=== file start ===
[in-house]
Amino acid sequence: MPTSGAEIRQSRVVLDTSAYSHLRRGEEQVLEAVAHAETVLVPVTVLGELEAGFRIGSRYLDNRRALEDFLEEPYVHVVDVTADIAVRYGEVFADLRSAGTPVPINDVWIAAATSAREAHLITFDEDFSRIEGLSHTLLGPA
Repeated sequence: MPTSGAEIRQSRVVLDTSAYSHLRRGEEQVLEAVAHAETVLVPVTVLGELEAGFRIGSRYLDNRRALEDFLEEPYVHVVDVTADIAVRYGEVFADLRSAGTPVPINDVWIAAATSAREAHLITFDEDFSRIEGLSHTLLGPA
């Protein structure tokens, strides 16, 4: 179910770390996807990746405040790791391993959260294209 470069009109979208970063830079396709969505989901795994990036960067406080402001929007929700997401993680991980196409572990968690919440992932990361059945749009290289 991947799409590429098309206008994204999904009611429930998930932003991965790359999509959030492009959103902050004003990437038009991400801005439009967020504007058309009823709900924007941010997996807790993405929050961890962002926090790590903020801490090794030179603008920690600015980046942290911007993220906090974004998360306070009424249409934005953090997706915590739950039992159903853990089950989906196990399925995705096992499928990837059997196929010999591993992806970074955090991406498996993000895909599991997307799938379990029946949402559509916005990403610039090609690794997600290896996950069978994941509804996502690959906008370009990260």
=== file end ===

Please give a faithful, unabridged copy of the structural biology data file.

[in-house]
Amino acid sequence: MPTSGAEIRQSRVVLDTSAYSHLRRGEEQVLEAVAHAETVLVPVTVLGELEAGFRIGSRYLDNRRALEDFLEEPYVHVVDVTADIAVRYGEVFADLRSAGTPVPINDVWIAAATSAREAHLITFDEDFSRIEGLSHTLLGPA
Repeated sequence: MPTSGAEIRQSRVVLDTSAYSHLRRGEEQVLEAVAHAETVLVPVTVLGELEAGFRIGSRYLDNRRALEDFLEEPYVHVVDVTADIAVRYGEVFADLRSAGTPVPINDVWIAAATSAREAHLITFDEDFSRIEGLSHTLLGPA
């Protein structure tokens, strides 16, 4: 179910770390996807990746405040790791391993959260294209 470069009109979208970063830079396709969505989901795994990036960067406080402001929007929700997401993680991980196409572990968690919440992932990361059945749009290289 991947799409590429098309206008994204999904009611429930998930932003991965790359999509959030492009959103902050004003990437038009991400801005439009967020504007058309009823709900924007941010997996807790993405929050961890962002926090790590903020801490090794030179603008920690600015980046942290911007993220906090974004998360306070009424249409934005953090997706915590739950039992159903853990089950989906196990399925995705096992499928990837059997196929010999591993992806970074955090991406498996993000895909599991997307799938379990029946949402559509916005990403610039090609690794997600290896996950069978994941509804996502690959906008370009990260």